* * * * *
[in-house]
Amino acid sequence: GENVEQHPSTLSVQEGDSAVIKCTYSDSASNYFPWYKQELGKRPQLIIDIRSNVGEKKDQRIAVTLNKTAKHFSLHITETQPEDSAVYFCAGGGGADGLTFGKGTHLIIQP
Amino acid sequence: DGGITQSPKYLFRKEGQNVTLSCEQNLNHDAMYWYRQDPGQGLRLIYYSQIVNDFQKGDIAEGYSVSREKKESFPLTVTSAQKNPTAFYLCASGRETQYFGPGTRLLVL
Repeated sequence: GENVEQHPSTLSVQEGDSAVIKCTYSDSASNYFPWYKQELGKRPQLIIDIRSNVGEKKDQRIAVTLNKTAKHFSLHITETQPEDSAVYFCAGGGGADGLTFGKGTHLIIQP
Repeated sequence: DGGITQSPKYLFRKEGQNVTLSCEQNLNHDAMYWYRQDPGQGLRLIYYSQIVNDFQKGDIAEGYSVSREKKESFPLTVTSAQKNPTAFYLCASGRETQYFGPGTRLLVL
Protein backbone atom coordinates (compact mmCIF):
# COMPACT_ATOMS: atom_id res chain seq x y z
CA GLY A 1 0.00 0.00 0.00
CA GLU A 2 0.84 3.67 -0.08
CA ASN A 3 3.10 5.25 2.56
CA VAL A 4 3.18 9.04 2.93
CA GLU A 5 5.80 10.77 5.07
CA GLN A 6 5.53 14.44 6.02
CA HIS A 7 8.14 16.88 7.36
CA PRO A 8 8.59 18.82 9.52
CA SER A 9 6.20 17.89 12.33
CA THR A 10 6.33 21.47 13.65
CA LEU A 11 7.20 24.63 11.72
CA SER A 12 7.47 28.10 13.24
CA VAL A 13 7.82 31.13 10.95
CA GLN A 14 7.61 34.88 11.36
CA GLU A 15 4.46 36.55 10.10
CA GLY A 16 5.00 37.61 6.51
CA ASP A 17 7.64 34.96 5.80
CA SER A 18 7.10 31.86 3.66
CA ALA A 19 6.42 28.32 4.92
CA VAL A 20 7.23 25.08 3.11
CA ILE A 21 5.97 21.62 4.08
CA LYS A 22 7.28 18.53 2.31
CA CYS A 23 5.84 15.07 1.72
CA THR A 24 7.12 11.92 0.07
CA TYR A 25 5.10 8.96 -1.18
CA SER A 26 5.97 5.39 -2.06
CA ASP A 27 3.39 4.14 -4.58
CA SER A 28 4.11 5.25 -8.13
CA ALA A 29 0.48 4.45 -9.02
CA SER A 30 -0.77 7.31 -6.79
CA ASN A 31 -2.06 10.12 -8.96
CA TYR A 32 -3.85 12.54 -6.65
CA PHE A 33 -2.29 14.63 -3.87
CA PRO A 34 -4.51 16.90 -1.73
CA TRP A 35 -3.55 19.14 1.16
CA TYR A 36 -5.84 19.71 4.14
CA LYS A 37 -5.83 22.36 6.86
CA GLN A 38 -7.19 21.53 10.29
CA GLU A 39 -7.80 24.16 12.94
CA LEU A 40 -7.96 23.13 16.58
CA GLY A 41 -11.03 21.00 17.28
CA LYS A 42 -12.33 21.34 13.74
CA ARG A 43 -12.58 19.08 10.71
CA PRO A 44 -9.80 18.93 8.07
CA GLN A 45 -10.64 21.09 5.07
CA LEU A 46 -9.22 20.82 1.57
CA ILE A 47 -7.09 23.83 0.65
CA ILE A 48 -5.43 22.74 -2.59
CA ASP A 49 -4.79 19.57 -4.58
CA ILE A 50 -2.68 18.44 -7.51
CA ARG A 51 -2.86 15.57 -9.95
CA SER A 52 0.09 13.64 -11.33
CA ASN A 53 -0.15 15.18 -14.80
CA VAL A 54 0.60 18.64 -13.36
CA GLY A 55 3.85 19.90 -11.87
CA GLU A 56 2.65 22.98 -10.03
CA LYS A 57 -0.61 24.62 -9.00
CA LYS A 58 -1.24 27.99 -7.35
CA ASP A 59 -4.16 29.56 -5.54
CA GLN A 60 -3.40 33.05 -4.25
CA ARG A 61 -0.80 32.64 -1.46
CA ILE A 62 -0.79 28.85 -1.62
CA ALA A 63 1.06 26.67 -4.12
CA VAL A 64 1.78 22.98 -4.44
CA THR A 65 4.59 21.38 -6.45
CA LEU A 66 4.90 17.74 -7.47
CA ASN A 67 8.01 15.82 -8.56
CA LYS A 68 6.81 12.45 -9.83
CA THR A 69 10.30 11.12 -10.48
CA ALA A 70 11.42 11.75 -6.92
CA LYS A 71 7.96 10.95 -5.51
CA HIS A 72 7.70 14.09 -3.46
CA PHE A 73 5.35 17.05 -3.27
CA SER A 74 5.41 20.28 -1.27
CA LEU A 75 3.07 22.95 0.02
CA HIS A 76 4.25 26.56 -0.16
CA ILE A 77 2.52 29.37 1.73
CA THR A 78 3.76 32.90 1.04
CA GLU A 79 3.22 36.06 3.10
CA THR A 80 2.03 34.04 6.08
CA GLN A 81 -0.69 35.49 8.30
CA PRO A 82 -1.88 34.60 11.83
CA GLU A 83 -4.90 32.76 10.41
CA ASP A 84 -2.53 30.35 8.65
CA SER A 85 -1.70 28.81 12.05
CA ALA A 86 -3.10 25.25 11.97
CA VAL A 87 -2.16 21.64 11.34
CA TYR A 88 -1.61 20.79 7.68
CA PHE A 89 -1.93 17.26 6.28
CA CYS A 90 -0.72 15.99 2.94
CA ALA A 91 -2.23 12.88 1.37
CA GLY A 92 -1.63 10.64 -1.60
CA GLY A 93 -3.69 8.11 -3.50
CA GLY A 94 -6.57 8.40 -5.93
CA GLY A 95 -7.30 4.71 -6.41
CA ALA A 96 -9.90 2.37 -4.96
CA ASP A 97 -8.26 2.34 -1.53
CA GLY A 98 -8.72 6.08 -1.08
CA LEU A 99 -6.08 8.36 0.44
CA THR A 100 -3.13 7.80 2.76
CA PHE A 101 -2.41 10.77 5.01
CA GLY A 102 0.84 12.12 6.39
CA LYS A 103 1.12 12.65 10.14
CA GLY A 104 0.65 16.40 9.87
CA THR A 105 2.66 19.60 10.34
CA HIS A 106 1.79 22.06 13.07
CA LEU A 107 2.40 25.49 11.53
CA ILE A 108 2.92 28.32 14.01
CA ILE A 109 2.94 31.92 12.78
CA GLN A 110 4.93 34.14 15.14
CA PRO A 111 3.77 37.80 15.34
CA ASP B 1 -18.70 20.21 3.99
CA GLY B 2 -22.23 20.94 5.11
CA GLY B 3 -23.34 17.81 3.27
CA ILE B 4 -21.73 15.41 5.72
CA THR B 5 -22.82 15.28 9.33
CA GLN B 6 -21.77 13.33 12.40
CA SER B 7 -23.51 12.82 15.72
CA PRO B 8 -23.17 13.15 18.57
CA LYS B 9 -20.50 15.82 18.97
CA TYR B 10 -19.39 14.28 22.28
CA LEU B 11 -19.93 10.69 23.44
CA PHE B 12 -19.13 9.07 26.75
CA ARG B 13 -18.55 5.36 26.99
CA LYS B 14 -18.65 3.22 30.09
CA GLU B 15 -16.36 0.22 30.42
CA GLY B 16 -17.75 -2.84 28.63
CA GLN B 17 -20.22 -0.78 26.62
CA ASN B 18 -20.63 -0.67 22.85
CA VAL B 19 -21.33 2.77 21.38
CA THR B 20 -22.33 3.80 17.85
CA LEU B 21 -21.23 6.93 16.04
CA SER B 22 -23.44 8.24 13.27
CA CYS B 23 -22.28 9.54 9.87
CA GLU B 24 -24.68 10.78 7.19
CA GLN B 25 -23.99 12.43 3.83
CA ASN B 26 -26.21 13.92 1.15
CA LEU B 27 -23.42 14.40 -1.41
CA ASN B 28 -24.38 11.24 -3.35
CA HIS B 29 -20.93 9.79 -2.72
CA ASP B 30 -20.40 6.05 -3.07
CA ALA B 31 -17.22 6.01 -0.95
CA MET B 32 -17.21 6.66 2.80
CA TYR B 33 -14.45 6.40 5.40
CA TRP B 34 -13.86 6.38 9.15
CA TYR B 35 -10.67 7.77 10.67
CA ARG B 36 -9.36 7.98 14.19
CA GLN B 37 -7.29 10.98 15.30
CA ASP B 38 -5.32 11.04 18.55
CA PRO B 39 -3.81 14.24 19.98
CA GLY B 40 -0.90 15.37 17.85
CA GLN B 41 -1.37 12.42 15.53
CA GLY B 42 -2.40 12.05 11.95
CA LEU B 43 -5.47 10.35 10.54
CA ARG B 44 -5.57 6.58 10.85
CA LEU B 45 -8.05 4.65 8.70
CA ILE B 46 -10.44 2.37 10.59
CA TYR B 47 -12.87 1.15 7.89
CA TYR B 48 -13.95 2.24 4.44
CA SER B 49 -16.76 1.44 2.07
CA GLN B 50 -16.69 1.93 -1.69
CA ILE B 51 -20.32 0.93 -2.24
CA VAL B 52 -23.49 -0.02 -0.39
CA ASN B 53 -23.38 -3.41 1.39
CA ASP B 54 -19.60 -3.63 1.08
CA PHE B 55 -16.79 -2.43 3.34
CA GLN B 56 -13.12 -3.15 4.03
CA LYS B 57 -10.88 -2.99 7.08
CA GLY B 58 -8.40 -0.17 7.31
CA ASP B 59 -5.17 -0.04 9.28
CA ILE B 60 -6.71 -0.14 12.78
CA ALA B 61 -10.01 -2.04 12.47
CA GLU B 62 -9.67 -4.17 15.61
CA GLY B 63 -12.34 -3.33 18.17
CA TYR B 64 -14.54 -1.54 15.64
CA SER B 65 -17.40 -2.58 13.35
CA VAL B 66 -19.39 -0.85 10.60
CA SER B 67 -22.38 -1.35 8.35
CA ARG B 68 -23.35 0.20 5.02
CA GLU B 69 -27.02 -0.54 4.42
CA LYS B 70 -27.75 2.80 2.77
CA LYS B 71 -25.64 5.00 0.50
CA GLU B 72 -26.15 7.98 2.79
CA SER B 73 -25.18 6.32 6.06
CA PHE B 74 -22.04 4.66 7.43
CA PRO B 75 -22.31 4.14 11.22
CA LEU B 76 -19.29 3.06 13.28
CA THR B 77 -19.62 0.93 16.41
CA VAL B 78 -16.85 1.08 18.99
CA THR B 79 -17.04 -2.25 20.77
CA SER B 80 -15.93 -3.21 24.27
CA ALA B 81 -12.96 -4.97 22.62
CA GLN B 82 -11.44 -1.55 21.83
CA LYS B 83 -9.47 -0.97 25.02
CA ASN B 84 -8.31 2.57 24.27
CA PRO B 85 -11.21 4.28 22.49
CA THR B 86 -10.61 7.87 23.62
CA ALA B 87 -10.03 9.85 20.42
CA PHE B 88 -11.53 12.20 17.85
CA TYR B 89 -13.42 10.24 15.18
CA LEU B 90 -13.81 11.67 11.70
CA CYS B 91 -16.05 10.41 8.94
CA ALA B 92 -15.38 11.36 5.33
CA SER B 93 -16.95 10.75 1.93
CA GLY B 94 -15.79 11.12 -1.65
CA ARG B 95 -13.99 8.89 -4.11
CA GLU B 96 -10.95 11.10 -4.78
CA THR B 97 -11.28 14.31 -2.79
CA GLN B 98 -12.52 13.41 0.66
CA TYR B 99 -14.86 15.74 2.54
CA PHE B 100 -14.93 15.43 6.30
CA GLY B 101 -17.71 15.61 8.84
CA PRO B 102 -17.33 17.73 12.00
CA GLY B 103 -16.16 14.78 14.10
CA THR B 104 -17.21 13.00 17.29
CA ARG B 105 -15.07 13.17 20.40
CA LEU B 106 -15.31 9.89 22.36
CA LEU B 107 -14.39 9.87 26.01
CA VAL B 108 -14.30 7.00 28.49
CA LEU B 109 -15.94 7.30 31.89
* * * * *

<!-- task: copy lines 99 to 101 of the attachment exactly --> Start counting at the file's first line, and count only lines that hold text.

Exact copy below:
CA GLY A 92 -1.63 10.64 -1.60
CA GLY A 93 -3.69 8.11 -3.50
CA GLY A 94 -6.57 8.40 -5.93